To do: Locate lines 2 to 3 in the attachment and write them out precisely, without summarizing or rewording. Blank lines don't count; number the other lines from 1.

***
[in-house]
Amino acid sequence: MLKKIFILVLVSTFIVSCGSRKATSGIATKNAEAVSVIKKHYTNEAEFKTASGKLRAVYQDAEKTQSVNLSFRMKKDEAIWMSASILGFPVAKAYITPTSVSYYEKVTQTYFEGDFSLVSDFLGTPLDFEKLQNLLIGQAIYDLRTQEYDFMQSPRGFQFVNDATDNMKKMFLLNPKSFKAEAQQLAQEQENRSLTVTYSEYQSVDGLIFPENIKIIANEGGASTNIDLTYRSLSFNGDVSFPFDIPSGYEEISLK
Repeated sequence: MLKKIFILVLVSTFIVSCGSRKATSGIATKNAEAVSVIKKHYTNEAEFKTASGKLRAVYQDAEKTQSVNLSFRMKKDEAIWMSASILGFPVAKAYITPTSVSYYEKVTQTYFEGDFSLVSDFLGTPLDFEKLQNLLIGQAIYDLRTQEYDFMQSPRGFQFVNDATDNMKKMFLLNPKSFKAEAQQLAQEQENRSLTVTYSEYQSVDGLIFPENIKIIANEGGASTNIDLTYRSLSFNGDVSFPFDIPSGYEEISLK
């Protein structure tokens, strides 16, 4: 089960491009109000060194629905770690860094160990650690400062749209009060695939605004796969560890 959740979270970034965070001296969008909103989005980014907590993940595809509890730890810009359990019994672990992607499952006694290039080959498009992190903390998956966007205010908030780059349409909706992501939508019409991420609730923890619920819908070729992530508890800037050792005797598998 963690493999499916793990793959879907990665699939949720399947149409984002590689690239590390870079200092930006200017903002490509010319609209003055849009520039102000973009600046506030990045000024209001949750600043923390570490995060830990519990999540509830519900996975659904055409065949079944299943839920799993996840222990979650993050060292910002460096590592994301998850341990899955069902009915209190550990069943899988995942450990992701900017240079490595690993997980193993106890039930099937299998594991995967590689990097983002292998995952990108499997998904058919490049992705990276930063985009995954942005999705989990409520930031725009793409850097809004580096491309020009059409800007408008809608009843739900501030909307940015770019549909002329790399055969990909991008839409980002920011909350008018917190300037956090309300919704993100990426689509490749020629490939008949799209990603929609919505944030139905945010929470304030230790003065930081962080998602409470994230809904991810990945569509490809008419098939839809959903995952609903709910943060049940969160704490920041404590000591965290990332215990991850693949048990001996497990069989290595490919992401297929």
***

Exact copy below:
Amino acid sequence: MLKKIFILVLVSTFIVSCGSRKATSGIATKNAEAVSVIKKHYTNEAEFKTASGKLRAVYQDAEKTQSVNLSFRMKKDEAIWMSASILGFPVAKAYITPTSVSYYEKVTQTYFEGDFSLVSDFLGTPLDFEKLQNLLIGQAIYDLRTQEYDFMQSPRGFQFVNDATDNMKKMFLLNPKSFKAEAQQLAQEQENRSLTVTYSEYQSVDGLIFPENIKIIANEGGASTNIDLTYRSLSFNGDVSFPFDIPSGYEEISLK
Repeated sequence: MLKKIFILVLVSTFIVSCGSRKATSGIATKNAEAVSVIKKHYTNEAEFKTASGKLRAVYQDAEKTQSVNLSFRMKKDEAIWMSASILGFPVAKAYITPTSVSYYEKVTQTYFEGDFSLVSDFLGTPLDFEKLQNLLIGQAIYDLRTQEYDFMQSPRGFQFVNDATDNMKKMFLLNPKSFKAEAQQLAQEQENRSLTVTYSEYQSVDGLIFPENIKIIANEGGASTNIDLTYRSLSFNGDVSFPFDIPSGYEEISLK